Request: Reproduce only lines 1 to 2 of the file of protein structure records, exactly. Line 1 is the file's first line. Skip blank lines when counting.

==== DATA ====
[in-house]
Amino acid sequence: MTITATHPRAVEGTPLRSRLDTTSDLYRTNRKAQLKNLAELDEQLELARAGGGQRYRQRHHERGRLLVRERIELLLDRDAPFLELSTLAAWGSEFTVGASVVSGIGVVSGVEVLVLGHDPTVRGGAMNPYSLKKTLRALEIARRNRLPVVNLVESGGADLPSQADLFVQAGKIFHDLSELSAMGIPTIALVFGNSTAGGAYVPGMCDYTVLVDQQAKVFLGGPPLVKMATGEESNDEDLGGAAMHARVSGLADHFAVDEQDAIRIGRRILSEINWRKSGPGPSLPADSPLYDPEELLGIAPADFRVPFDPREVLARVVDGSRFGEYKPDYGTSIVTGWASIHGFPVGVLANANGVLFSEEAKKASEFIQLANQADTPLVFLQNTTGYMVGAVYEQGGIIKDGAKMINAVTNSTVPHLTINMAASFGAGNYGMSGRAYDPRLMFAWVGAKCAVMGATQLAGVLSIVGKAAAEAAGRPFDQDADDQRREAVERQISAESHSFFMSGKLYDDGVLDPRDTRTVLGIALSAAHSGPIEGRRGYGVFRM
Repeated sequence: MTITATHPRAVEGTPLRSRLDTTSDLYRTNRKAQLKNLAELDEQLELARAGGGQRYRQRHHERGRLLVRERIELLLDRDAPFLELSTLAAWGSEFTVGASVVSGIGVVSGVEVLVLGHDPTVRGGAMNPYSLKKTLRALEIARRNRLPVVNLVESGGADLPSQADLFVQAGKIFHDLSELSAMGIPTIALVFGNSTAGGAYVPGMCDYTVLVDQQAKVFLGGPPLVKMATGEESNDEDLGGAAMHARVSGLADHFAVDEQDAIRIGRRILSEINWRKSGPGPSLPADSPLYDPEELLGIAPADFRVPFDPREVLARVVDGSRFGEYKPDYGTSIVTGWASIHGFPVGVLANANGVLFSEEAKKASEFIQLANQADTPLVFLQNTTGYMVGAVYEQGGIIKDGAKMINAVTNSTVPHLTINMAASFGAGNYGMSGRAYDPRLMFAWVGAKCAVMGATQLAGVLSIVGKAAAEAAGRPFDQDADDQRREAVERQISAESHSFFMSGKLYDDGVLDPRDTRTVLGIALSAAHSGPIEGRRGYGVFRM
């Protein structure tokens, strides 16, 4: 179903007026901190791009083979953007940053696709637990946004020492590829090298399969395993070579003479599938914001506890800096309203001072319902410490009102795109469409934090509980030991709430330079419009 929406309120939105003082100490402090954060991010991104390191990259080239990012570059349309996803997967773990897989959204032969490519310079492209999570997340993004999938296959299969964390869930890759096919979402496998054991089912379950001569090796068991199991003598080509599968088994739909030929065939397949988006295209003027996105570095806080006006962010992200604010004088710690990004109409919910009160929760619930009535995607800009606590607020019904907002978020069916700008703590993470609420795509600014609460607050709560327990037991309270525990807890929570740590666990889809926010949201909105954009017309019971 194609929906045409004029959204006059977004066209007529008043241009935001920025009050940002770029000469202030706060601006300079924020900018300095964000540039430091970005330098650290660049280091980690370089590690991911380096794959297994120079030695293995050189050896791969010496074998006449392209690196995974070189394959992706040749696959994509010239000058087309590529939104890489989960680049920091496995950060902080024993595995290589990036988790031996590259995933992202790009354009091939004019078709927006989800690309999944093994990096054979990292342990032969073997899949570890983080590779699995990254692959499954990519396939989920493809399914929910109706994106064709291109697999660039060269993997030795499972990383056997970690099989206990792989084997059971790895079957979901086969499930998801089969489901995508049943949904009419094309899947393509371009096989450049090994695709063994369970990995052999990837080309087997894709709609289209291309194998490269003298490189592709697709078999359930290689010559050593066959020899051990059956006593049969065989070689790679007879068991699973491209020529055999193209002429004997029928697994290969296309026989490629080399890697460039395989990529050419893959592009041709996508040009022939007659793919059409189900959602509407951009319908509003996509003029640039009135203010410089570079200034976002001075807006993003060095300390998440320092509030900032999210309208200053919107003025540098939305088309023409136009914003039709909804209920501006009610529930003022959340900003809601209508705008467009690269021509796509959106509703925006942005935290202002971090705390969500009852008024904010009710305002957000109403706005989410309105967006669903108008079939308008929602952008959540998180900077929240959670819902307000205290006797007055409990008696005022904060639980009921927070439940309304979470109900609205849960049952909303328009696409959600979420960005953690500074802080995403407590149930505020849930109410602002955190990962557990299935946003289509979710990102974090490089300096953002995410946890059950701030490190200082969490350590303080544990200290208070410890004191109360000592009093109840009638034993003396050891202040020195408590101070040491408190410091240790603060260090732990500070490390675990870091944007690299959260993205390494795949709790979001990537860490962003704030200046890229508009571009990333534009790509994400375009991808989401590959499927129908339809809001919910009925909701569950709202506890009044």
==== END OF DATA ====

[in-house]
Amino acid sequence: MTITATHPRAVEGTPLRSRLDTTSDLYRTNRKAQLKNLAELDEQLELARAGGGQRYRQRHHERGRLLVRERIELLLDRDAPFLELSTLAAWGSEFTVGASVVSGIGVVSGVEVLVLGHDPTVRGGAMNPYSLKKTLRALEIARRNRLPVVNLVESGGADLPSQADLFVQAGKIFHDLSELSAMGIPTIALVFGNSTAGGAYVPGMCDYTVLVDQQAKVFLGGPPLVKMATGEESNDEDLGGAAMHARVSGLADHFAVDEQDAIRIGRRILSEINWRKSGPGPSLPADSPLYDPEELLGIAPADFRVPFDPREVLARVVDGSRFGEYKPDYGTSIVTGWASIHGFPVGVLANANGVLFSEEAKKASEFIQLANQADTPLVFLQNTTGYMVGAVYEQGGIIKDGAKMINAVTNSTVPHLTINMAASFGAGNYGMSGRAYDPRLMFAWVGAKCAVMGATQLAGVLSIVGKAAAEAAGRPFDQDADDQRREAVERQISAESHSFFMSGKLYDDGVLDPRDTRTVLGIALSAAHSGPIEGRRGYGVFRM